He continued, “This is big. And it’s only the stinging disappointment of not being able to take down Obamacare that conceals how big this was. Every one of our arguments got accepted by five justices. Every one.”

Now that the legal battle over the mandate is over, he said it will have to be up to the people to repeal the law through the electoral process.

“I always thought, these two rows rose and fell together — if we lost Obamacare, we’d lose the Constitution, and if we won on the Constitution, we’d win on Obamacare,” he said. “But if you ask me what I’d rather pick in court, which one I would win on, I’d pick winning on the Constitution and losing Obamacare, because the people can beat Obamacare, but if we had lost in court on the Constitution, it would take a generation of elections to get the Constitution back.”

Barnett criticized Roberts’ reasoning in upholding the mandate on taxing grounds, but said it was too flimsy to survive as constitutional doctrine.

“It’s lame,” he said. “The reasoning is transparently lame, and that doesn’t hurt, that helps. Transparently lame reasoning doesn’t stand the test of time. What will stand the test of time is everything he had to say about the Commerce Clause and Necessary and Proper Clause, because that was hard-edged. And that had five votes in support of it.”

In his opinion, Roberts compared the mandate to a cigarette tax. But in that case, Congress is imposing a tax to discourage a behavior. Thursday’s ruling broadened the taxing power to enable Congress to impose a penalty on somebody for not engaging in a behavior.

“That is an expansion of the use of the tax power beyond where it’s gone before,” Barnett said. “(Roberts) claimed it wasn’t, that’s lame too. It’s an expansion. It’s just an expansion that Congress will not make use of in the near future and a future court can fix and so what’s necessary now is political action to ensure that that’s not a problem.”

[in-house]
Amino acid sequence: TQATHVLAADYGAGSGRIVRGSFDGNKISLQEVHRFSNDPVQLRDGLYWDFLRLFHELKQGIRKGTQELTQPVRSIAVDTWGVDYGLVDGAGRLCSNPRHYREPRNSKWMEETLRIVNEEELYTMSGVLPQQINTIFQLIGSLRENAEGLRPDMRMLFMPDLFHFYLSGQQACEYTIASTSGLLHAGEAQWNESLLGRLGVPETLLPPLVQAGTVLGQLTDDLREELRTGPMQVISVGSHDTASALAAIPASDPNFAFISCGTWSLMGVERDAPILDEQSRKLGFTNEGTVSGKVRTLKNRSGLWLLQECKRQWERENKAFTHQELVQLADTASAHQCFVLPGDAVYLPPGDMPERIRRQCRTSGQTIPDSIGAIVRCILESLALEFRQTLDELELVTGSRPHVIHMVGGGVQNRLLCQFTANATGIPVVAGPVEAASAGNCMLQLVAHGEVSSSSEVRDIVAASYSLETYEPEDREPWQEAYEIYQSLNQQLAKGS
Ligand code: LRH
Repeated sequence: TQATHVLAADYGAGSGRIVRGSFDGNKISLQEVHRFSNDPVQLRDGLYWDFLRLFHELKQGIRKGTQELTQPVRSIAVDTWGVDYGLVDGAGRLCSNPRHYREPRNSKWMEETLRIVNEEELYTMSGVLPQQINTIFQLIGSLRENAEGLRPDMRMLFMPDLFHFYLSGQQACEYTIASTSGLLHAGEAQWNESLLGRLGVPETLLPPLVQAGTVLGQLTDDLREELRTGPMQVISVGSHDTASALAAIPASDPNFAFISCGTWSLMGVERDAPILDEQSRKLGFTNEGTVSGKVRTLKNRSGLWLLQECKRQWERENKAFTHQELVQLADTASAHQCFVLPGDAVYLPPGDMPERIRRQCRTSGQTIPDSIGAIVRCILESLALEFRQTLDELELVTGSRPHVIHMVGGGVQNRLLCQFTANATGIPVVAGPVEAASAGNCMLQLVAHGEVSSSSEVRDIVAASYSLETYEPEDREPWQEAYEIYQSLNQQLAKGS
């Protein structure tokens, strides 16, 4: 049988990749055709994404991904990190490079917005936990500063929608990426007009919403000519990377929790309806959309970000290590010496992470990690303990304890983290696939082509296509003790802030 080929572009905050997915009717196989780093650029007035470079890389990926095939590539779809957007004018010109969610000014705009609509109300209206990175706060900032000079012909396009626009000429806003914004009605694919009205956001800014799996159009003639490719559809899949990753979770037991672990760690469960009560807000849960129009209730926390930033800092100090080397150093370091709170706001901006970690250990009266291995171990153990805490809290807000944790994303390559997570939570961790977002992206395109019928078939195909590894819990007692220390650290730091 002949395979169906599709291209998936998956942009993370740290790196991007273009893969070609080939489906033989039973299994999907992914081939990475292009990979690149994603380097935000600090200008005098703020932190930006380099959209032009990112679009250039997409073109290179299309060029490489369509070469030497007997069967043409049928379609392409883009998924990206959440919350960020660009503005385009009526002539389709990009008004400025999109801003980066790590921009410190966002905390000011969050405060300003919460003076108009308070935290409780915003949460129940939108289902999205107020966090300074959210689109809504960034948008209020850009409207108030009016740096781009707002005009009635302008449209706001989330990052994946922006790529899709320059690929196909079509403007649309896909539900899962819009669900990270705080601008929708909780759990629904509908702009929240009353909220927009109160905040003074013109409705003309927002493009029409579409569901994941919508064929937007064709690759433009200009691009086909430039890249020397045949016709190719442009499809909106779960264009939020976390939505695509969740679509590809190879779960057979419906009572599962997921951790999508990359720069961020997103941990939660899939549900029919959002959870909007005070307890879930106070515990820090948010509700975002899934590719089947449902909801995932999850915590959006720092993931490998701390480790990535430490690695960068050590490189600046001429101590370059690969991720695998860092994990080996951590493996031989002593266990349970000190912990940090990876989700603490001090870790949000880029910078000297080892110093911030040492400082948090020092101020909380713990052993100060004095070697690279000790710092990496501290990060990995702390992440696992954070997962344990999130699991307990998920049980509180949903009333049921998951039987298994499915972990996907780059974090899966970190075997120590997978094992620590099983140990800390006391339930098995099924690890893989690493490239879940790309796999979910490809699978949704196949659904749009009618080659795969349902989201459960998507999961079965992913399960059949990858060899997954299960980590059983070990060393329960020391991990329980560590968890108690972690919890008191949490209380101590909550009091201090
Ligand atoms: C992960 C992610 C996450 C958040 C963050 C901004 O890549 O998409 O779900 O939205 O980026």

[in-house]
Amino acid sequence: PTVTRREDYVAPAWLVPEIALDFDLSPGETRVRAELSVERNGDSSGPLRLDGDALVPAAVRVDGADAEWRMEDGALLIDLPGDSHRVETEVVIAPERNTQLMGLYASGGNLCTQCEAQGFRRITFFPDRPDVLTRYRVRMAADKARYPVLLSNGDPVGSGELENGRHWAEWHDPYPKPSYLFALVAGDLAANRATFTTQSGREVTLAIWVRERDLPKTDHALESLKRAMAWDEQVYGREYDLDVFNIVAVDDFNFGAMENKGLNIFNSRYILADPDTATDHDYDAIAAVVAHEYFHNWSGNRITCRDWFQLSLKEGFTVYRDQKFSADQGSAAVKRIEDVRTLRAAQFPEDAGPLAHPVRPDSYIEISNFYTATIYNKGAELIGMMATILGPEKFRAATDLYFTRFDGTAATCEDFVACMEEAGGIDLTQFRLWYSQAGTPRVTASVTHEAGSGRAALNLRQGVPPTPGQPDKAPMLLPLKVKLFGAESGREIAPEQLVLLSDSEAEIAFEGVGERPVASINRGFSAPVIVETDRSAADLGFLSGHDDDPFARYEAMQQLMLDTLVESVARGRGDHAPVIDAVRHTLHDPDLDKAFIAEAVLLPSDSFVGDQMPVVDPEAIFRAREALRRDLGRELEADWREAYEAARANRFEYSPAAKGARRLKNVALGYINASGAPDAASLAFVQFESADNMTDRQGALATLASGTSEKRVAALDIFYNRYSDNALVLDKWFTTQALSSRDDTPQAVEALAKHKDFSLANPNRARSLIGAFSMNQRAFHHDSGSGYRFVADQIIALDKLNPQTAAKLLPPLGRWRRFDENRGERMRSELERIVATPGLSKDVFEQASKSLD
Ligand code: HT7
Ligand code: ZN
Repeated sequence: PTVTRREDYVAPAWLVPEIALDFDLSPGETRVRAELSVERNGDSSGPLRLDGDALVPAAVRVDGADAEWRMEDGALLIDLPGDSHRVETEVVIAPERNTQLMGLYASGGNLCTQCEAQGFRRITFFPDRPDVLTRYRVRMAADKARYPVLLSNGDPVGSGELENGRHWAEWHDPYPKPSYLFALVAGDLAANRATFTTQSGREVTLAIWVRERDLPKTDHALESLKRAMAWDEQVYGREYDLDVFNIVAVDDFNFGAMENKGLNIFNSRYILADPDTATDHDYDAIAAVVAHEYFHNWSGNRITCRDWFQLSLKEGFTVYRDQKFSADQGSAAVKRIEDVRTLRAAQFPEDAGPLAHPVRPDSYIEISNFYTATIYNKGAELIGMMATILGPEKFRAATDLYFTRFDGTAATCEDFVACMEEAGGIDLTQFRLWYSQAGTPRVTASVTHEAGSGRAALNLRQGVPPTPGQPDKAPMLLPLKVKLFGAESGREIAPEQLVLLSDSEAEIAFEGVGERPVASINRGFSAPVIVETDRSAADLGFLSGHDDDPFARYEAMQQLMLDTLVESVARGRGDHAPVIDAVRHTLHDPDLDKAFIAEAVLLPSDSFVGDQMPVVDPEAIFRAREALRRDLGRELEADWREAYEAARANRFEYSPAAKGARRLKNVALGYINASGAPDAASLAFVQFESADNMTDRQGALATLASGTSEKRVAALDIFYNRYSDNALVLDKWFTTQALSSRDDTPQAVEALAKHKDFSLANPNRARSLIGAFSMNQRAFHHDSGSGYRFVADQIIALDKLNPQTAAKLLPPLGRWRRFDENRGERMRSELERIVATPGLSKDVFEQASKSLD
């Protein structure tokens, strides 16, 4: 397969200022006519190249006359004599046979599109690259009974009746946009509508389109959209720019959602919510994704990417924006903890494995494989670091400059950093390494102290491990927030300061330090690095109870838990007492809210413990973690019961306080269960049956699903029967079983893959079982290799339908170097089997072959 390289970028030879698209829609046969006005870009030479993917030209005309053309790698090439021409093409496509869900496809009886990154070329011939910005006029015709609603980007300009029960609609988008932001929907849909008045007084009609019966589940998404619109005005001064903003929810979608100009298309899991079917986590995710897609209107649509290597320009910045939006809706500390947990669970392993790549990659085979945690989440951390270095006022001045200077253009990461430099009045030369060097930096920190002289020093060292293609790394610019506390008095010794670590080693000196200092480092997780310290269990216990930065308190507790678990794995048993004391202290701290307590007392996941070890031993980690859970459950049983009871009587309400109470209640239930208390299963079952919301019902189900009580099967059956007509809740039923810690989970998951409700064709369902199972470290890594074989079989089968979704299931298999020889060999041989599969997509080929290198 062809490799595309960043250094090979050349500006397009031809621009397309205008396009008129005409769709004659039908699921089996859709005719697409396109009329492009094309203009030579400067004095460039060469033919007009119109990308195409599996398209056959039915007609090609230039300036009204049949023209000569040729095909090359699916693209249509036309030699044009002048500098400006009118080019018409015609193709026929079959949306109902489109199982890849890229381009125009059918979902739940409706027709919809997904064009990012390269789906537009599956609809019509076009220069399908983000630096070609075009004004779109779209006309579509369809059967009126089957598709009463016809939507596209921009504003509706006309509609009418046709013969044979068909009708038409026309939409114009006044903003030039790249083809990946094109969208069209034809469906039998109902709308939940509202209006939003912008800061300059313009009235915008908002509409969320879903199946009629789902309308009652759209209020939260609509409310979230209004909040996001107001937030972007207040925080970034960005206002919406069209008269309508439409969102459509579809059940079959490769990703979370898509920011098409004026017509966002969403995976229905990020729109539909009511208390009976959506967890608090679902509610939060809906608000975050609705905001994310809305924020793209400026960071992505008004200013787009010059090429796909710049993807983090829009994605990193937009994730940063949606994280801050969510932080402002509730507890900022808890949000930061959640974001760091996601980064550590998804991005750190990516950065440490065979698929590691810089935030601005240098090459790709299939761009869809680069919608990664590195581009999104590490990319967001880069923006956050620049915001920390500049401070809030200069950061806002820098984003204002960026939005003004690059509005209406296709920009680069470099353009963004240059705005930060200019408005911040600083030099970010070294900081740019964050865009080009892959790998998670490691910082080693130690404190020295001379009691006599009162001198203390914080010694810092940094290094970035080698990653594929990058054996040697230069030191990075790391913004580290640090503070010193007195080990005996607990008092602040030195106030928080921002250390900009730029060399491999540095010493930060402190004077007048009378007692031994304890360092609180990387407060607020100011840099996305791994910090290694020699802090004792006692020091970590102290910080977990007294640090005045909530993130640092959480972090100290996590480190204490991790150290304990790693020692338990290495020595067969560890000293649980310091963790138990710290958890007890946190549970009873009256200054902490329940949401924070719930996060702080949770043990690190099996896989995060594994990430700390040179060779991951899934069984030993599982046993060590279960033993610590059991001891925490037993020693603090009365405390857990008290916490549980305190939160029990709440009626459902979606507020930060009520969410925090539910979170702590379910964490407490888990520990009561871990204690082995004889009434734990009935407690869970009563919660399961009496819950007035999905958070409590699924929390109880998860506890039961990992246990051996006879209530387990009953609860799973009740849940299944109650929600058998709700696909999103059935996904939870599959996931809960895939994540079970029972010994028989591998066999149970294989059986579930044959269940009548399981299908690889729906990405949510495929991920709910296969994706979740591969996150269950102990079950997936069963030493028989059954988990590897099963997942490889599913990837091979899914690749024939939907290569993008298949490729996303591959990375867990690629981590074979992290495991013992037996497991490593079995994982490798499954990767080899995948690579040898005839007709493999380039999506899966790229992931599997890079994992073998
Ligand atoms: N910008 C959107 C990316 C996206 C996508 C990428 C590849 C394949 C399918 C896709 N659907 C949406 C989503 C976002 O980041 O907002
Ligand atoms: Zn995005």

He explained, “If we do change the legal culture, even in the slightest, and we do get new justices on the Court, they are not going to have any problem with this precedent on the tax power. It was lame, it was (Roberts’) own opinion, it built in trip wires that could easily be used in the future by a court that cared. This tax thing is easily fixed. A Commerce Clause ruling that Congress had unlimited discretion to pick whatever means are necessary to effectuate its Commerce Clause powers, see McCullouch v. Maryland, we would never get that undone. This was huge.”

I asked Barnett to respond to the fact that in the broader sense, the Supreme Court still advanced the assumption that it would find some way of justifying Congressional action when it comes to major legislation.

“Four justices weren’t prepared to do that, one was,” Barnett said. “We had to hold all five. We start off with four against us, we knew that. Every time we have to hold all five. Here’s what it tells you – five justices are not enough. That’s your lesson…You need seven. If we have seven justices, Congress won’t mess with this. With five justices, sure.”

On the other hand he said, “This case reaffirms everything we said about constitutionally limited government. Everything that the other side has said was frivolous has been affirmed by the Court. It is now the law. It will be taught in every constitutional law class. You think anybody is going to spend time teaching this tax power argument in con law class?”